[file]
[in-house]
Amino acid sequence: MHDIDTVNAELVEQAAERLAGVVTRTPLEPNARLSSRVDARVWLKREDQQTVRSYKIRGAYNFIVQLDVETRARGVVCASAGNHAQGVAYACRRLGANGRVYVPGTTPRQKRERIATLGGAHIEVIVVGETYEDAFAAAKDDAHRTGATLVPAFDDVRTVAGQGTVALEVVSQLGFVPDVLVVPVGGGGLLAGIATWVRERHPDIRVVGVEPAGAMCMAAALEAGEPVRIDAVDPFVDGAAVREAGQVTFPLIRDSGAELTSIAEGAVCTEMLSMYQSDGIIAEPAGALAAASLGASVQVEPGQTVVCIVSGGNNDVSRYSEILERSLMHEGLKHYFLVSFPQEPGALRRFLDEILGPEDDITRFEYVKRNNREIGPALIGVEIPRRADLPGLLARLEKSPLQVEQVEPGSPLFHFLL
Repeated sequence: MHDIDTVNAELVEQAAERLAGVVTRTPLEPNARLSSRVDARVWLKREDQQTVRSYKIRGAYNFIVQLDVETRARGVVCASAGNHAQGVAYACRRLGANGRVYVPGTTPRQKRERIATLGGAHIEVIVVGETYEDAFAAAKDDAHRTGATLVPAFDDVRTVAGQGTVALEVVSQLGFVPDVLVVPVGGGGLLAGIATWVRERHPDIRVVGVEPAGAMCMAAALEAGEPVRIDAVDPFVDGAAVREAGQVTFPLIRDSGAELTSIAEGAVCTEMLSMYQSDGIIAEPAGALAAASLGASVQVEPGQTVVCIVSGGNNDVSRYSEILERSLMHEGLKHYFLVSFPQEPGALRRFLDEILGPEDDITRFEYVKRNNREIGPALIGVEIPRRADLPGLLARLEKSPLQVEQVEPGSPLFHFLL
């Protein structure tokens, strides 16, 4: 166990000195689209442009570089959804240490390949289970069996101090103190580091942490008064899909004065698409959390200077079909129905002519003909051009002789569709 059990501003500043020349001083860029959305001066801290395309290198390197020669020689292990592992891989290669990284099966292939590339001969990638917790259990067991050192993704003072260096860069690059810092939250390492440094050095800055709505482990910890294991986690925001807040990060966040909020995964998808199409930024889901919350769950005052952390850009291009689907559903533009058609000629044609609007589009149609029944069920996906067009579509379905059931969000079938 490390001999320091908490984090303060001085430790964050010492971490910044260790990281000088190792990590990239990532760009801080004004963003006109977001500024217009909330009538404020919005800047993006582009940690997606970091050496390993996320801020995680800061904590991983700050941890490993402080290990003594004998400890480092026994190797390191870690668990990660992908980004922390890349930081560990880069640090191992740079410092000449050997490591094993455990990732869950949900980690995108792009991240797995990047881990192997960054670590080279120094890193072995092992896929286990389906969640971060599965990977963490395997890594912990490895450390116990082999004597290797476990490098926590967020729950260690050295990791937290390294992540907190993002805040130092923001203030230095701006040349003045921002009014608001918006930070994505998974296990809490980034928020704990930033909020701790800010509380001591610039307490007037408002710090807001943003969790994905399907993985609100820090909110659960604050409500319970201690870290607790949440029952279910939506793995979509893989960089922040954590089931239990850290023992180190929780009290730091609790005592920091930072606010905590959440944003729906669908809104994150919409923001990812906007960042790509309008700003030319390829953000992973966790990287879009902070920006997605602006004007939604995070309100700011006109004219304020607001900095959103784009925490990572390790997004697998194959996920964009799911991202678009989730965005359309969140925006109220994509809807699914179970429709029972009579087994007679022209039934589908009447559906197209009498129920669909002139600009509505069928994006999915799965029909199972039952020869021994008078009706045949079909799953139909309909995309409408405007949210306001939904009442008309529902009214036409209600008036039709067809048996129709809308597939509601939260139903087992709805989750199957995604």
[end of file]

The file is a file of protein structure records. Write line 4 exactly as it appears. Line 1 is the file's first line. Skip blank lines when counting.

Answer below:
């Protein structure tokens, strides 16, 4: 166990000195689209442009570089959804240490390949289970069996101090103190580091942490008064899909004065698409959390200077079909129905002519003909051009002789569709 059990501003500043020349001083860029959305001066801290395309290198390197020669020689292990592992891989290669990284099966292939590339001969990638917790259990067991050192993704003072260096860069690059810092939250390492440094050095800055709505482990910890294991986690925001807040990060966040909020995964998808199409930024889901919350769950005052952390850009291009689907559903533009058609000629044609609007589009149609029944069920996906067009579509379905059931969000079938 490390001999320091908490984090303060001085430790964050010492971490910044260790990281000088190792990590990239990532760009801080004004963003006109977001500024217009909330009538404020919005800047993006582009940690997606970091050496390993996320801020995680800061904590991983700050941890490993402080290990003594004998400890480092026994190797390191870690668990990660992908980004922390890349930081560990880069640090191992740079410092000449050997490591094993455990990732869950949900980690995108792009991240797995990047881990192997960054670590080279120094890193072995092992896929286990389906969640971060599965990977963490395997890594912990490895450390116990082999004597290797476990490098926590967020729950260690050295990791937290390294992540907190993002805040130092923001203030230095701006040349003045921002009014608001918006930070994505998974296990809490980034928020704990930033909020701790800010509380001591610039307490007037408002710090807001943003969790994905399907993985609100820090909110659960604050409500319970201690870290607790949440029952279910939506793995979509893989960089922040954590089931239990850290023992180190929780009290730091609790005592920091930072606010905590959440944003729906669908809104994150919409923001990812906007960042790509309008700003030319390829953000992973966790990287879009902070920006997605602006004007939604995070309100700011006109004219304020607001900095959103784009925490990572390790997004697998194959996920964009799911991202678009989730965005359309969140925006109220994509809807699914179970429709029972009579087994007679022209039934589908009447559906197209009498129920669909002139600009509505069928994006999915799965029909199972039952020869021994008078009706045949079909799953139909309909995309409408405007949210306001939904009442008309529902009214036409209600008036039709067809048996129709809308597939509601939260139903087992709805989750199957995604």